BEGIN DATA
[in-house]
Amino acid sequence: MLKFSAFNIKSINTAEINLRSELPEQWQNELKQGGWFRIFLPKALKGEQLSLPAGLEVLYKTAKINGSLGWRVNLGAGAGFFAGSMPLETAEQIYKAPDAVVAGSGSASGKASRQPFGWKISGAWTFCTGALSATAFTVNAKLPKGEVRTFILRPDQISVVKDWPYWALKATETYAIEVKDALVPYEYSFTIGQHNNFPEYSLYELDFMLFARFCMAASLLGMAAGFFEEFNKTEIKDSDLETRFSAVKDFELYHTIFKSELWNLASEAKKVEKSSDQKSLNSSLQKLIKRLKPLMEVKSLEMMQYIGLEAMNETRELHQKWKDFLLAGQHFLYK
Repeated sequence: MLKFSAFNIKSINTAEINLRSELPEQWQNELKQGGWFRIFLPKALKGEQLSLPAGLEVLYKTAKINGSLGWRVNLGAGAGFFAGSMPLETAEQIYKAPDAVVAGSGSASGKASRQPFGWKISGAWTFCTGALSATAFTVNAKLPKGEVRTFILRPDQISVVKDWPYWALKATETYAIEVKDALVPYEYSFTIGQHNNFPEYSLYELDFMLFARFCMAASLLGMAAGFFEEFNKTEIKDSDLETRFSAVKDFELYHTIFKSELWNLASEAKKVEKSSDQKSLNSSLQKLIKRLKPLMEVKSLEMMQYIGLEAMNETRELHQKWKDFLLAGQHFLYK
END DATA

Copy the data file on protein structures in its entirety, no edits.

[in-house]
Amino acid sequence: MLKFSAFNIKSINTAEINLRSELPEQWQNELKQGGWFRIFLPKALKGEQLSLPAGLEVLYKTAKINGSLGWRVNLGAGAGFFAGSMPLETAEQIYKAPDAVVAGSGSASGKASRQPFGWKISGAWTFCTGALSATAFTVNAKLPKGEVRTFILRPDQISVVKDWPYWALKATETYAIEVKDALVPYEYSFTIGQHNNFPEYSLYELDFMLFARFCMAASLLGMAAGFFEEFNKTEIKDSDLETRFSAVKDFELYHTIFKSELWNLASEAKKVEKSSDQKSLNSSLQKLIKRLKPLMEVKSLEMMQYIGLEAMNETRELHQKWKDFLLAGQHFLYK
Repeated sequence: MLKFSAFNIKSINTAEINLRSELPEQWQNELKQGGWFRIFLPKALKGEQLSLPAGLEVLYKTAKINGSLGWRVNLGAGAGFFAGSMPLETAEQIYKAPDAVVAGSGSASGKASRQPFGWKISGAWTFCTGALSATAFTVNAKLPKGEVRTFILRPDQISVVKDWPYWALKATETYAIEVKDALVPYEYSFTIGQHNNFPEYSLYELDFMLFARFCMAASLLGMAAGFFEEFNKTEIKDSDLETRFSAVKDFELYHTIFKSELWNLASEAKKVEKSSDQKSLNSSLQKLIKRLKPLMEVKSLEMMQYIGLEAMNETRELHQKWKDFLLAGQHFLYK